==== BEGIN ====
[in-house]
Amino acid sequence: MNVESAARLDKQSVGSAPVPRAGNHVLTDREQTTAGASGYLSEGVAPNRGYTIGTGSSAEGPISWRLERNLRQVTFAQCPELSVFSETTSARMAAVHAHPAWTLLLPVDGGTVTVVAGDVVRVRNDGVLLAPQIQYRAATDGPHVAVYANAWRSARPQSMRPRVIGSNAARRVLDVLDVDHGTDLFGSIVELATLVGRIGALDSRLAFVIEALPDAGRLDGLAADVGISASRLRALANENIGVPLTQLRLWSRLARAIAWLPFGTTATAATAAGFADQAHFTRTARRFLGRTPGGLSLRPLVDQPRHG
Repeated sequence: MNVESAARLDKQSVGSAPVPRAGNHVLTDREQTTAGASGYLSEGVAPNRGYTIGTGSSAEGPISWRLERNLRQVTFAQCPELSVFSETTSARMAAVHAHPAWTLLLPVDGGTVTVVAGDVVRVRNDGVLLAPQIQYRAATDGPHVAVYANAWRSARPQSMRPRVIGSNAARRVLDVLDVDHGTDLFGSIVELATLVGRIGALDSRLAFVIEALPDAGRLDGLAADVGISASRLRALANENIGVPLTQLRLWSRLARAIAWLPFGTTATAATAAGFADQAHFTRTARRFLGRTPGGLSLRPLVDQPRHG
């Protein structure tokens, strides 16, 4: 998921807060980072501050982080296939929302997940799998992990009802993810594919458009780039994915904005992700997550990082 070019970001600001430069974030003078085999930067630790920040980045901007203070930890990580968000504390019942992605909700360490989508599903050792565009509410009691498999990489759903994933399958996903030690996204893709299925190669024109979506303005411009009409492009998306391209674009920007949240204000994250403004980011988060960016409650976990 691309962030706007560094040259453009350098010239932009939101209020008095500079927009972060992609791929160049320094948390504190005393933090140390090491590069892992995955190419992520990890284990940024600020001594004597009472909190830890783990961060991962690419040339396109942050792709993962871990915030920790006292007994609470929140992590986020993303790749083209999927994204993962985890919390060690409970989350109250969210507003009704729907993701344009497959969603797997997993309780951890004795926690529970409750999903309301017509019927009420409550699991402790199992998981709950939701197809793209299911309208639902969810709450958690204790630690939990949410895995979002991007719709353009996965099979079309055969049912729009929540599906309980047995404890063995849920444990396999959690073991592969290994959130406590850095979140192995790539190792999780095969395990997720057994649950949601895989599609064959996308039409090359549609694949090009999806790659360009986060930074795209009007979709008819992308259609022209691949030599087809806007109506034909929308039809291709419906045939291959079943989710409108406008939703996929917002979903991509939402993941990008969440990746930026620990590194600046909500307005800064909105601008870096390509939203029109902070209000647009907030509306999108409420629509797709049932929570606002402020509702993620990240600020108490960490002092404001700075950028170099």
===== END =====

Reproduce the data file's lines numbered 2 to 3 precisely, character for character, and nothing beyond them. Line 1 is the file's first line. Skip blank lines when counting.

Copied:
Amino acid sequence: MNVESAARLDKQSVGSAPVPRAGNHVLTDREQTTAGASGYLSEGVAPNRGYTIGTGSSAEGPISWRLERNLRQVTFAQCPELSVFSETTSARMAAVHAHPAWTLLLPVDGGTVTVVAGDVVRVRNDGVLLAPQIQYRAATDGPHVAVYANAWRSARPQSMRPRVIGSNAARRVLDVLDVDHGTDLFGSIVELATLVGRIGALDSRLAFVIEALPDAGRLDGLAADVGISASRLRALANENIGVPLTQLRLWSRLARAIAWLPFGTTATAATAAGFADQAHFTRTARRFLGRTPGGLSLRPLVDQPRHG
Repeated sequence: MNVESAARLDKQSVGSAPVPRAGNHVLTDREQTTAGASGYLSEGVAPNRGYTIGTGSSAEGPISWRLERNLRQVTFAQCPELSVFSETTSARMAAVHAHPAWTLLLPVDGGTVTVVAGDVVRVRNDGVLLAPQIQYRAATDGPHVAVYANAWRSARPQSMRPRVIGSNAARRVLDVLDVDHGTDLFGSIVELATLVGRIGALDSRLAFVIEALPDAGRLDGLAADVGISASRLRALANENIGVPLTQLRLWSRLARAIAWLPFGTTATAATAAGFADQAHFTRTARRFLGRTPGGLSLRPLVDQPRHG